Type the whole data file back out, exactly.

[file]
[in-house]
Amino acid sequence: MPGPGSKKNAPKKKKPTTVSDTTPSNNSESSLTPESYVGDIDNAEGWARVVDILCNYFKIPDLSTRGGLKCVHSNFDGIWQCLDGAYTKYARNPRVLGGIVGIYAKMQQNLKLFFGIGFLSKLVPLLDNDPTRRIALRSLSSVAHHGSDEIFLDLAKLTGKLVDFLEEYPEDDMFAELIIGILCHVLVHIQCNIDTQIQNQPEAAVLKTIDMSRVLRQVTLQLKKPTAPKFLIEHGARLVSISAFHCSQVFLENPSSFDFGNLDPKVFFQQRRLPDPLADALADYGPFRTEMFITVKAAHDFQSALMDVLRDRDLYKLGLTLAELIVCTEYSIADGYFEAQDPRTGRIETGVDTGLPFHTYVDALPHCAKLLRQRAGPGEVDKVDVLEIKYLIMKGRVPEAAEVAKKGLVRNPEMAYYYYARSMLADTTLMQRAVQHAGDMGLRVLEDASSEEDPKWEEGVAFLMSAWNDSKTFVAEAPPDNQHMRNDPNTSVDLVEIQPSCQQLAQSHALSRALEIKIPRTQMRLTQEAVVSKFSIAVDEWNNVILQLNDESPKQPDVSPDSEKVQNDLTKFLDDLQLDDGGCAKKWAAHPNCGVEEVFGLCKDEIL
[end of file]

[in-house]
Amino acid sequence: MPGPGSKKNAPKKKKPTTVSDTTPSNNSESSLTPESYVGDIDNAEGWARVVDILCNYFKIPDLSTRGGLKCVHSNFDGIWQCLDGAYTKYARNPRVLGGIVGIYAKMQQNLKLFFGIGFLSKLVPLLDNDPTRRIALRSLSSVAHHGSDEIFLDLAKLTGKLVDFLEEYPEDDMFAELIIGILCHVLVHIQCNIDTQIQNQPEAAVLKTIDMSRVLRQVTLQLKKPTAPKFLIEHGARLVSISAFHCSQVFLENPSSFDFGNLDPKVFFQQRRLPDPLADALADYGPFRTEMFITVKAAHDFQSALMDVLRDRDLYKLGLTLAELIVCTEYSIADGYFEAQDPRTGRIETGVDTGLPFHTYVDALPHCAKLLRQRAGPGEVDKVDVLEIKYLIMKGRVPEAAEVAKKGLVRNPEMAYYYYARSMLADTTLMQRAVQHAGDMGLRVLEDASSEEDPKWEEGVAFLMSAWNDSKTFVAEAPPDNQHMRNDPNTSVDLVEIQPSCQQLAQSHALSRALEIKIPRTQMRLTQEAVVSKFSIAVDEWNNVILQLNDESPKQPDVSPDSEKVQNDLTKFLDDLQLDDGGCAKKWAAHPNCGVEEVFGLCKDEIL